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u.n. leader’s visit to Iran is an outrage

Iran’s Supreme Leader Ayatollah Ali Khamenei shows (left) Parliament Speaker Ali Larijani President Mahmoud Ahmadinejad Judiciary chief Sadeq Larijani attend

Iran’s Supreme Leader Ayatollah Ali Khamenei shows (left), Parliament Speaker Ali Larijani, President Mahmoud Ahmadinejad and Judiciary chief Sadeq Larijani attend a ceremony on Aug. 19 dring which Khamenei said that the “cancerous tumor” of Israel is the

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Updated: September 25, 2012 10:45AM

It was probably bound to happen, but that doesn’t make it any less deplorable or less damaging to prospects for a more peaceable world. Secretary General Ban Ki-moon of the United Nations decided to make Tehran the diplomatic center of the world next week by attending a meeting of the nonaligned countries in Iran.

The argument for Ban to go is that this constitutes a meeting of a lot of nations — 120 — from the U.N.’s biggest voting bloc. The argument against his attendance — and the resulting prestige it bestows on a rogue regime — is one of simple morality. As the Geneva-based monitoring group U.N. Watch put it, “Diplomacy cannot trump decency.”

For Ban to show up at this showcase for Iranian breast-beating means a big gulp of swallowing U.N. pride because Tehran has time and again thumbed its nose at U.N. resolutions, forging ahead full speed in its drive to develop nuclear weapons. The Obama administration is trying to halt that program with sanctions meant to squeeze Iran economically and isolate it diplomatically. In one visit, Ban deals a devastating blow to that campaign and allows the Islamist fanatics in Tehran to trumpet their message that Iran, far from being isolated, is the rising power in the Middle East while the United States and its Western allies are on the way out.

This couldn’t have come at a worse time. According the Israeli newspaper Haaretz, new intelligence obtained by the United States, Israel and other Western countries shows Iran’s nuclear weapons program is progressing faster than previously assessed.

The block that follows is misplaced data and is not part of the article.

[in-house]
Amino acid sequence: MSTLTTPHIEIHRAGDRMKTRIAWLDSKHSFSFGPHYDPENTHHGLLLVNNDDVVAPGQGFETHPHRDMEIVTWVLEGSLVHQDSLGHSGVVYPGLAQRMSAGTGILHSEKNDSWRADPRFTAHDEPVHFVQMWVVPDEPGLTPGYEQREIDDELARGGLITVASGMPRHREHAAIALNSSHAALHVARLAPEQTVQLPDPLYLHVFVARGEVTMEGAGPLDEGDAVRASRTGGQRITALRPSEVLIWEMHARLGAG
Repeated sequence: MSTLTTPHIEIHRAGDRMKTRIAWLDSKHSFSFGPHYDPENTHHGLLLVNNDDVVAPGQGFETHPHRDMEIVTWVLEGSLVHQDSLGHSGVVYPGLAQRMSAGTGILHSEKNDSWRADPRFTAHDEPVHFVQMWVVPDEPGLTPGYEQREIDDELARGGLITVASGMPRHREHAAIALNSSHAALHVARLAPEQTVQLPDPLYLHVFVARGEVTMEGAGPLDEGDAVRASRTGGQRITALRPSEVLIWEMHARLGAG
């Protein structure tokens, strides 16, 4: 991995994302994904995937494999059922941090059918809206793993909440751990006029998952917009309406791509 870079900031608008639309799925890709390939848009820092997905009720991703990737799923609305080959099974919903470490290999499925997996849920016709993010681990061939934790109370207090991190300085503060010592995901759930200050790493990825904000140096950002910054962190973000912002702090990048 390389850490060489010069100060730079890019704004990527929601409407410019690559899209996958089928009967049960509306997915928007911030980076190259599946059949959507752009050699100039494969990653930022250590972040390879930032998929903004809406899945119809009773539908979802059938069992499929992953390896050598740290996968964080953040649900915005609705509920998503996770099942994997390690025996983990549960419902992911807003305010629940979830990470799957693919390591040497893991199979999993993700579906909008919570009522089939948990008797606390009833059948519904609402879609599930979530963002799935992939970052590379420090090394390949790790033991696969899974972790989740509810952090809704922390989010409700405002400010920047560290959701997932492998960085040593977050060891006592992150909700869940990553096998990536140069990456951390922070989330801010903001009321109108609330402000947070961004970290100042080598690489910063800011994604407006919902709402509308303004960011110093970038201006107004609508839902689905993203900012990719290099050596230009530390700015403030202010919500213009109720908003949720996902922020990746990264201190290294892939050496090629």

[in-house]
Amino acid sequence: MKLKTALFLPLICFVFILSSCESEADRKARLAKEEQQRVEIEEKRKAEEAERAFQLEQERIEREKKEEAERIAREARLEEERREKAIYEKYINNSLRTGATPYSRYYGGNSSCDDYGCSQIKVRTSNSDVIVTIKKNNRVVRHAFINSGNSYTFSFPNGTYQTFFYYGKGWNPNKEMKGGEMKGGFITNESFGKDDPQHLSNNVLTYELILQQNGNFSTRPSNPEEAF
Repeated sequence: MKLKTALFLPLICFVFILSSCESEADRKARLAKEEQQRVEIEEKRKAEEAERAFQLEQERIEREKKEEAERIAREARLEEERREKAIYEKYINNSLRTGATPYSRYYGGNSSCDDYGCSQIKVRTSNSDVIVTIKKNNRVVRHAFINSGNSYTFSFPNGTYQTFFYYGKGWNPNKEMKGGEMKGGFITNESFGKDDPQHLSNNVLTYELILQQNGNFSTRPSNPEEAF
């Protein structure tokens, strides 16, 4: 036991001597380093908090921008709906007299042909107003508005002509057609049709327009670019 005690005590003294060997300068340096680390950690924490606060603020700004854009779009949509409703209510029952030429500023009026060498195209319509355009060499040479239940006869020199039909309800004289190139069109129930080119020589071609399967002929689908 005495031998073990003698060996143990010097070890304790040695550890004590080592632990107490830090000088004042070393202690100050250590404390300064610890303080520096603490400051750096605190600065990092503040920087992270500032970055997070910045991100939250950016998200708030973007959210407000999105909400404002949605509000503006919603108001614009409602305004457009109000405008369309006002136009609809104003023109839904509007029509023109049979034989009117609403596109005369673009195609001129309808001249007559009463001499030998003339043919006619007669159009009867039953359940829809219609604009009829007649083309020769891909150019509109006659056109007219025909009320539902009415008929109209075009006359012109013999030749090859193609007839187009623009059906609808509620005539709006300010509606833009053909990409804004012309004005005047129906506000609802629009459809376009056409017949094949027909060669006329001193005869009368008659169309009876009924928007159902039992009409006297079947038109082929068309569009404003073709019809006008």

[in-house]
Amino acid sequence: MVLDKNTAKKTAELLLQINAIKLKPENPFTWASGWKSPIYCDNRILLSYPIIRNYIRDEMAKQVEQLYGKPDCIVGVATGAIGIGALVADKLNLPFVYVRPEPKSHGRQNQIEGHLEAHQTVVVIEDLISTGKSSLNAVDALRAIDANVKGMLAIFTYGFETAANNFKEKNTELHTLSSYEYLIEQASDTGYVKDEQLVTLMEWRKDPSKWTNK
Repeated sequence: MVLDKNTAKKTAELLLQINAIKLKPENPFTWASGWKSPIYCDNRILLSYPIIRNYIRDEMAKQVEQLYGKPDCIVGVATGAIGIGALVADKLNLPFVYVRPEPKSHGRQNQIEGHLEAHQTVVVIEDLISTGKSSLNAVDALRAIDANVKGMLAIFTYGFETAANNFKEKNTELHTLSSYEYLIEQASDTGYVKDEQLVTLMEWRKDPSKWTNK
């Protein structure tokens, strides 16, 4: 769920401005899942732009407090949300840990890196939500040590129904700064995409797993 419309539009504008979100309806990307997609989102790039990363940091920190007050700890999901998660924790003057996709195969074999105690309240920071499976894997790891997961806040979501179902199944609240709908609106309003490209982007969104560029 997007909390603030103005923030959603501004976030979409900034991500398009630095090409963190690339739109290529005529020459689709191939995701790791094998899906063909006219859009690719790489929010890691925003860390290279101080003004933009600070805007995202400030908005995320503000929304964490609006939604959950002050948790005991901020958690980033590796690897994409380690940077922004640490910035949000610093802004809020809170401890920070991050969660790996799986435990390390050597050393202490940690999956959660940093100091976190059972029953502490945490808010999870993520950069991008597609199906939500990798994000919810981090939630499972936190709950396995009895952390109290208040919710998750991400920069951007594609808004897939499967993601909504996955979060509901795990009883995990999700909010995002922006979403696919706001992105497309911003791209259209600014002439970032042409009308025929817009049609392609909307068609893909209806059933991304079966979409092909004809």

Ban’s visit ignores the meddling of Iran in the affairs of its neighbors. Tehran funnels arms, intelligence, training, strategic personnel and other support to the Syrian despot Bashar Assad, who has killed thousands of his own people to try to crush their rebellion.

An official of Iran’s Supreme National Security Council visited Damascus recently to declare Tehran “will never allow the resistance axis — of which Syria is an essential pillar — to break.” In Iraq, Iran provides weapons, training, funding and “guidance” to Shiite gangs that attack Americans and Iraqis, according to the State Department. It also ships mortars, artillery and rockets to our Taliban enemies in Afghanistan.

Iran remains a state sponsor of terrorism. Last year it plotted, unsuccessfully, to kill a Saudi diplomat in Washington. Its proxy, the terrorist organization Hezbollah, blew up a bus carrying Israeli tourists in Bulgaria, killing seven. The London Telegraph reports that Iranian Supreme Leader Ali Khamenei has ordered new terror attacks against the West in retaliation for support of Syria’s rebels and of sanctions against Tehran.

Iran promotes the destruction of Israel with venomous anti-Semitic rhetoric. Khamenei the other day called Israel “a cancerous tumor” in the Muslim world. Iranian President Mahmoud Ahmadinejad called on “all human communities to wipe out this scarlet letter, meaning the Zionist regime.”

A spokesman for Ban said he sees an “opportunity” to have a “meaningful and fruitful discussions with the supreme leader.”

What part of “cancerous tumor” does Ban not understand? No doubt it would have been difficult for Ban to boycott a meeting of so many nations. But sometimes history requires one person to do the right thing. Think of how meaningful a message Ban could have delivered by standing up to one of the world’s most notorious, evil regimes.

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